And is the question about whether a student can apply for a patent, as opposed to a professor or a hairdresser? Or is it about whether a programming language can be patented, as opposed to, say, a gearshift mechanism?
Are there any patented programming languages? Patents are intended to protect your intellectual property from use by others so you can profit from it. I would think that is a bad idea when a programming language's success is measured in how many people use it.
was it developed as part of a class, or using the school's computers/network? If so, the school might have a claim to it, just as any code I write at my office belongs to my company, even if I only write it on the weekends/off hours.
There are only two hard things in computer science: cache invalidation, naming things, and off-by-one errors
Joined: Oct 13, 2005
That varies from University to University. The rules are complicated, but intellectual property rights at a University might reside with the developer rather than with the institution. A company usually add such a clause to their terms and conditions explicitly.
Campbell Ritchie wrote:That varies from University to University. The rules are complicated, but intellectual property rights at a University might reside with the developer rather than with the institution.
Hence my use of the word "might". ;-)
My father was a EE professor at a university for 35+ years. I don't think he retained any IP rights, but I'm also not sure how much of what he developed was strictly through the school, how much was via a special lab he worked at, and how much was him being sort of sub-contracted out to private industry.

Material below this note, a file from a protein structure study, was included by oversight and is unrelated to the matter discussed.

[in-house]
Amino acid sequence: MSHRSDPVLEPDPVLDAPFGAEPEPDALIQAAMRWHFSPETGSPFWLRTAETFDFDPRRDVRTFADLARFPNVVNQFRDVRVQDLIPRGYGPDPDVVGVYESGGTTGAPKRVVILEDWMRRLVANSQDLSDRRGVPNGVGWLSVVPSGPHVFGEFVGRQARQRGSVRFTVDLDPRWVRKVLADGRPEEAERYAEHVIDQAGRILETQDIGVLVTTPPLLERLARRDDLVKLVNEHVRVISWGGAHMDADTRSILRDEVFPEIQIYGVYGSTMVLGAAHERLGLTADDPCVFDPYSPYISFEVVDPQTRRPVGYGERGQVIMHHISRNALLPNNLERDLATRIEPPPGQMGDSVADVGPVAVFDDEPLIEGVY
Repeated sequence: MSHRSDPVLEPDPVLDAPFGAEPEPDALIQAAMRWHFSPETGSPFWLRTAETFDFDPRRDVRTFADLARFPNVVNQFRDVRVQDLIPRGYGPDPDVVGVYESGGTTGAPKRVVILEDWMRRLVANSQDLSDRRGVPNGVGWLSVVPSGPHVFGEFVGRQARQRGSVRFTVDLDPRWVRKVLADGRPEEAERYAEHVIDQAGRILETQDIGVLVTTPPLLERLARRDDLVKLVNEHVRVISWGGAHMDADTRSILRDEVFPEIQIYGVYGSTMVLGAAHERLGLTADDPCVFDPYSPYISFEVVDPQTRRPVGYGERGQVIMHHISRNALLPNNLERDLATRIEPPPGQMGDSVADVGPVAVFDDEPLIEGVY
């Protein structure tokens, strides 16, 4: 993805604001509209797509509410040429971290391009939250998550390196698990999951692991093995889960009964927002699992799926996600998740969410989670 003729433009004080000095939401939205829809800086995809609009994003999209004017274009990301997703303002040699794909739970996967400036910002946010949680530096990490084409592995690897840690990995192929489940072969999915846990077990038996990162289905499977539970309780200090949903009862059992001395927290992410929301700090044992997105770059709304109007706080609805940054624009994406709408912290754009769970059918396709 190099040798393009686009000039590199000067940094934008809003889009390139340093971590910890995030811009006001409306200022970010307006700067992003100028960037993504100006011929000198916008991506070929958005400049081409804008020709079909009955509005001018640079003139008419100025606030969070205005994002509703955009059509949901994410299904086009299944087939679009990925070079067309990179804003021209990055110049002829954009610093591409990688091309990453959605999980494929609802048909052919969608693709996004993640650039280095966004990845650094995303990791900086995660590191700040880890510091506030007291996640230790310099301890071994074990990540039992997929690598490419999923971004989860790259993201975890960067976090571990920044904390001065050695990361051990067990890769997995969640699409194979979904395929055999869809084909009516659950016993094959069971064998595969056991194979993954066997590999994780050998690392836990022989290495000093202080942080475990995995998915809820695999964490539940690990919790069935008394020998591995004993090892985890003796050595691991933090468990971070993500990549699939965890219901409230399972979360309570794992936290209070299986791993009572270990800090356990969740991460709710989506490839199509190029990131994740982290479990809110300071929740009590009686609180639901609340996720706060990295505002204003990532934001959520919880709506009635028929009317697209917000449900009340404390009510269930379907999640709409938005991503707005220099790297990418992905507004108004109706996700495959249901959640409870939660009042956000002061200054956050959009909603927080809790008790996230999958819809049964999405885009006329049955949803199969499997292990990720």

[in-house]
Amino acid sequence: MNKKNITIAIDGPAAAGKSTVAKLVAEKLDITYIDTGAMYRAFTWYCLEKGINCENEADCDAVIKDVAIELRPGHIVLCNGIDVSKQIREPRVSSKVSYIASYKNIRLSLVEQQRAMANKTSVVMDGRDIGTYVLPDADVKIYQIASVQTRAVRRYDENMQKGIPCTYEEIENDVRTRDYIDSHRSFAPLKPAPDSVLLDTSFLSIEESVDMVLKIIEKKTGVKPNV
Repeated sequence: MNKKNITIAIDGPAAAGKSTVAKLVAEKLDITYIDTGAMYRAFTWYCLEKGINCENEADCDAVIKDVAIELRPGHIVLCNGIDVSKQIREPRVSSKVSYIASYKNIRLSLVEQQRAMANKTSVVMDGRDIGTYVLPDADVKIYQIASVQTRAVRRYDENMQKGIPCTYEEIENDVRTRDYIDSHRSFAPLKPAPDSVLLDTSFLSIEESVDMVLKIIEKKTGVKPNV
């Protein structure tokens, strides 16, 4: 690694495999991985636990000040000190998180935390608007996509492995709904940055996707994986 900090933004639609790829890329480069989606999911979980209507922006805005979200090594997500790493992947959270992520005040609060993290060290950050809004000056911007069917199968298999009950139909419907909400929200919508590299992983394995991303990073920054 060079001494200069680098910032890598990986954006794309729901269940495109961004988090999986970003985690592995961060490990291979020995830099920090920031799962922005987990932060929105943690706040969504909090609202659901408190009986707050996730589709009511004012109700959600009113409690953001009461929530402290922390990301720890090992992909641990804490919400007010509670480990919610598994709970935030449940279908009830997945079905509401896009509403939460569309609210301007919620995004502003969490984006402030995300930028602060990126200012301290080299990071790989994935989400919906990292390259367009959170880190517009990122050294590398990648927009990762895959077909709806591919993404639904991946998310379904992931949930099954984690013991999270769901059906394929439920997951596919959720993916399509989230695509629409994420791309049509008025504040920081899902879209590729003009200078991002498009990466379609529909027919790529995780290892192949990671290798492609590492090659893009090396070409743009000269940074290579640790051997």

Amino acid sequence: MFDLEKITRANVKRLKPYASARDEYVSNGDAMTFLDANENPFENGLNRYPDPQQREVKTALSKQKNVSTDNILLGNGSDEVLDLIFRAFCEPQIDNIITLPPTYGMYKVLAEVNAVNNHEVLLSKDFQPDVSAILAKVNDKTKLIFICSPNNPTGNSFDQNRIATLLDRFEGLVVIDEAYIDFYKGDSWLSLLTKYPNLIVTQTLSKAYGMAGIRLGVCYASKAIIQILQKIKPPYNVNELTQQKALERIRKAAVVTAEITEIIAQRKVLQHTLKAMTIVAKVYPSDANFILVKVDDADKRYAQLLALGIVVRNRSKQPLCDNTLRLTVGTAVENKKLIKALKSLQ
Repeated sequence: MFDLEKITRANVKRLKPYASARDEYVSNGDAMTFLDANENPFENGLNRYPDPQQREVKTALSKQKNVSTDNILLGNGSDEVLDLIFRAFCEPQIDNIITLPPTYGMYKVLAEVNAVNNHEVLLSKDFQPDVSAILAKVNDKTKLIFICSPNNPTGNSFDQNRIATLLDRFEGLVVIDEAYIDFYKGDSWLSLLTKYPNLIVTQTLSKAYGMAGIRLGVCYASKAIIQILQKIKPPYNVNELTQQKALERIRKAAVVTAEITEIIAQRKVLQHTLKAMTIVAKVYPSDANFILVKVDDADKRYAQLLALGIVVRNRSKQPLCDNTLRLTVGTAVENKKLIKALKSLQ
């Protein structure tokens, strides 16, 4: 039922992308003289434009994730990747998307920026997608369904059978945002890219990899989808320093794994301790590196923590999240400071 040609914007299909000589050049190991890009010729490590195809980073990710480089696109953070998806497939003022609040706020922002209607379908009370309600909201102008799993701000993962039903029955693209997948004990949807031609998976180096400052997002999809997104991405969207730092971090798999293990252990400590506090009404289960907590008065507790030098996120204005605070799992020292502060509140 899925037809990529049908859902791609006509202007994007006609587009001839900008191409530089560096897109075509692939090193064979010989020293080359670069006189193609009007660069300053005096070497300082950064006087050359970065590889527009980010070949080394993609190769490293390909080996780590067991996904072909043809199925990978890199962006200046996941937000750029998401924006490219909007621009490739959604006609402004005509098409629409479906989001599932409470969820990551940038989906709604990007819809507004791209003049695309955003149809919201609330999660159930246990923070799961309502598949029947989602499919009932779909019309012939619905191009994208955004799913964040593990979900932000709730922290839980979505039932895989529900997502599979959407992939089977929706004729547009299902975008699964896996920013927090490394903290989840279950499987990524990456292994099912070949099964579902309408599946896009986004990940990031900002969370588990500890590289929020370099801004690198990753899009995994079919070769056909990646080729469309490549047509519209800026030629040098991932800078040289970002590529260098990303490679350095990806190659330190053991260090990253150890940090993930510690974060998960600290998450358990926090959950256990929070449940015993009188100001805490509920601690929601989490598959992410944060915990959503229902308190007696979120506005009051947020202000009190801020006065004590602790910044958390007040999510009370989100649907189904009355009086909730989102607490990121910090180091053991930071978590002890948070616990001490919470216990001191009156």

Joined: Oct 13, 2005
I have heard stories about people repeating experiments away from work, so they could patent their ideas.
fred rosenberger wrote:was it developed as part of a class, or using the school's computers/network?
yes, it is going to be his final year project (he is in final year of under-graduation), what he was telling me is that only if someone invent a new way of making any modules in the process of making a new language (i.e. new way to make compiler or VM) then he/she can patent it , other wise if any one goes by the method which is documented some where like text-books and many reference books then it can't be patented, so my question is , is that true ? (forget about my country, let's consider the case of U.S.A) is that true in U.S ?